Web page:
In the last 24 hours, Jackson Hole measured 17 inches of fresh snow. The famous “Teton Flow” is back! And that means only one thing: ski season is on, ladies and gentlemen.
The Tetons are renowned for the amount of winter precipitation they get almost every year. It’s what has made Jackson Hole such an epic destination for skiing. Some seasons (like the record-setting 2022/23), weather patterns form a confluence over the area and deliver unholy amounts of that sweet Rocky Mountain white gold. Meteorologists like Jim Woodmencey call it the Teton Flow.
“The Tetons usually get between four and five hundred inches of snow per season,” Woodmencey explained in Jackson Hole’s recent video on this bountiful winter weather phenomenon.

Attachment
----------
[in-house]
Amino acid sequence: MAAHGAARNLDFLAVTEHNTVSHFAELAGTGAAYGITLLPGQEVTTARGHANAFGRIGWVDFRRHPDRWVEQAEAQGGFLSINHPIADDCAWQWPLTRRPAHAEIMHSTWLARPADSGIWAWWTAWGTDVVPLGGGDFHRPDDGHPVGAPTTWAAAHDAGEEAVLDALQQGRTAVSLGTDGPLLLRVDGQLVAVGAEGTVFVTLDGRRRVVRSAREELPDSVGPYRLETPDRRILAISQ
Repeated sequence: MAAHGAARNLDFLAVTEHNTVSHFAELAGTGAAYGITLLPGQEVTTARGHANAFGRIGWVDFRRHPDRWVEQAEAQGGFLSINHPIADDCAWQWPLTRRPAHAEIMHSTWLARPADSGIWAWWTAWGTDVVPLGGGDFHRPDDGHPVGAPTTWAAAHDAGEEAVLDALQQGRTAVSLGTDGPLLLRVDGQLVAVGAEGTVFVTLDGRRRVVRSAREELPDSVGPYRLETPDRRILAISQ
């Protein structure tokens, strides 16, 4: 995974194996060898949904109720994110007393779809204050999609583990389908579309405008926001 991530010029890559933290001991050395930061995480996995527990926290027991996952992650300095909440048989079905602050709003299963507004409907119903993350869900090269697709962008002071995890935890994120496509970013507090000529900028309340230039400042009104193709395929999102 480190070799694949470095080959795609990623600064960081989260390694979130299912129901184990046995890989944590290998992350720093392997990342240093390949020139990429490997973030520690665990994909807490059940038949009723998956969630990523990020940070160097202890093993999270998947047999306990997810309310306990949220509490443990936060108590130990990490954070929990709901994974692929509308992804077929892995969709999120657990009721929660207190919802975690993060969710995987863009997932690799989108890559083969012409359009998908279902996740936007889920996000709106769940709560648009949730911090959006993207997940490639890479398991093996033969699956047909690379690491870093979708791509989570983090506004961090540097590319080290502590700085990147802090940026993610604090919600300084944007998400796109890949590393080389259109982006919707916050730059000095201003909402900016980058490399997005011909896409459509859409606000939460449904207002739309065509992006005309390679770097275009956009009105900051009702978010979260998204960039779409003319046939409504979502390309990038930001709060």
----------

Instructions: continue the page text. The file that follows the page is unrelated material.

Some storms track across from the Pacific Northwest and create a western flow. Others come from California to create a southwestern flow. And still others come down from the Canadian coast to create northwestern flows.
What’s the difference? How does each type of flow affect how much snow falls on the slopes of Jackson Hole? Check out the video to find out. Woodmencey, a meteorologist from Jackson Hole, explains everything that goes into the perfect powder day, and how meteorologists like him can predict the future (most of the time, anyway).
This is a rad kickoff to the season — and hopefully a good sign of what’s to come.